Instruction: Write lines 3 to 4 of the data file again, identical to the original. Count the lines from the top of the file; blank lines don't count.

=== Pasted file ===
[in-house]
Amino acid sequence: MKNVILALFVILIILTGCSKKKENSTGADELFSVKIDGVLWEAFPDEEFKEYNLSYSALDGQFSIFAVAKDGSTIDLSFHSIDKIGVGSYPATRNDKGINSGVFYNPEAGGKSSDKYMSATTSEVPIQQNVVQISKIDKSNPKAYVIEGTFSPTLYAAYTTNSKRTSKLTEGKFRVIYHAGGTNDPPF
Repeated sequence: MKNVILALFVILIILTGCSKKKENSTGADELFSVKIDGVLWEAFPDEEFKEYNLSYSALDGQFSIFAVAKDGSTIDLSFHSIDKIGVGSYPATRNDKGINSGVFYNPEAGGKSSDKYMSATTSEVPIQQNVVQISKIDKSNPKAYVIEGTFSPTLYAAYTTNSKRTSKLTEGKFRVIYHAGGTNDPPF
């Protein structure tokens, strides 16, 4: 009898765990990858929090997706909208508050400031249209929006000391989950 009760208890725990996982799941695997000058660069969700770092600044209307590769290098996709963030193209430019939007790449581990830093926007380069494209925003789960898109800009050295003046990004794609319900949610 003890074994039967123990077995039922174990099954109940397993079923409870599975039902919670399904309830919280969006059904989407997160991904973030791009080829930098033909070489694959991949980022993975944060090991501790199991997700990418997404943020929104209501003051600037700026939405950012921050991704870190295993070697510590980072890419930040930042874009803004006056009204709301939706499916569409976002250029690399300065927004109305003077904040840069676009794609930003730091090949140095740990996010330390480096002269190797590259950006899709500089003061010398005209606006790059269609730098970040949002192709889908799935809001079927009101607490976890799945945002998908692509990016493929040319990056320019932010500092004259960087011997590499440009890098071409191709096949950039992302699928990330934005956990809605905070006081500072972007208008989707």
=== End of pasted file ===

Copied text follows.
Repeated sequence: MKNVILALFVILIILTGCSKKKENSTGADELFSVKIDGVLWEAFPDEEFKEYNLSYSALDGQFSIFAVAKDGSTIDLSFHSIDKIGVGSYPATRNDKGINSGVFYNPEAGGKSSDKYMSATTSEVPIQQNVVQISKIDKSNPKAYVIEGTFSPTLYAAYTTNSKRTSKLTEGKFRVIYHAGGTNDPPF
């Protein structure tokens, strides 16, 4: 009898765990990858929090997706909208508050400031249209929006000391989950 009760208890725990996982799941695997000058660069969700770092600044209307590769290098996709963030193209430019939007790449581990830093926007380069494209925003789960898109800009050295003046990004794609319900949610 003890074994039967123990077995039922174990099954109940397993079923409870599975039902919670399904309830919280969006059904989407997160991904973030791009080829930098033909070489694959991949980022993975944060090991501790199991997700990418997404943020929104209501003051600037700026939405950012921050991704870190295993070697510590980072890419930040930042874009803004006056009204709301939706499916569409976002250029690399300065927004109305003077904040840069676009794609930003730091090949140095740990996010330390480096002269190797590259950006899709500089003061010398005209606006790059269609730098970040949002192709889908799935809001079927009101607490976890799945945002998908692509990016493929040319990056320019932010500092004259960087011997590499440009890098071409191709096949950039992302699928990330934005956990809605905070006081500072972007208008989707």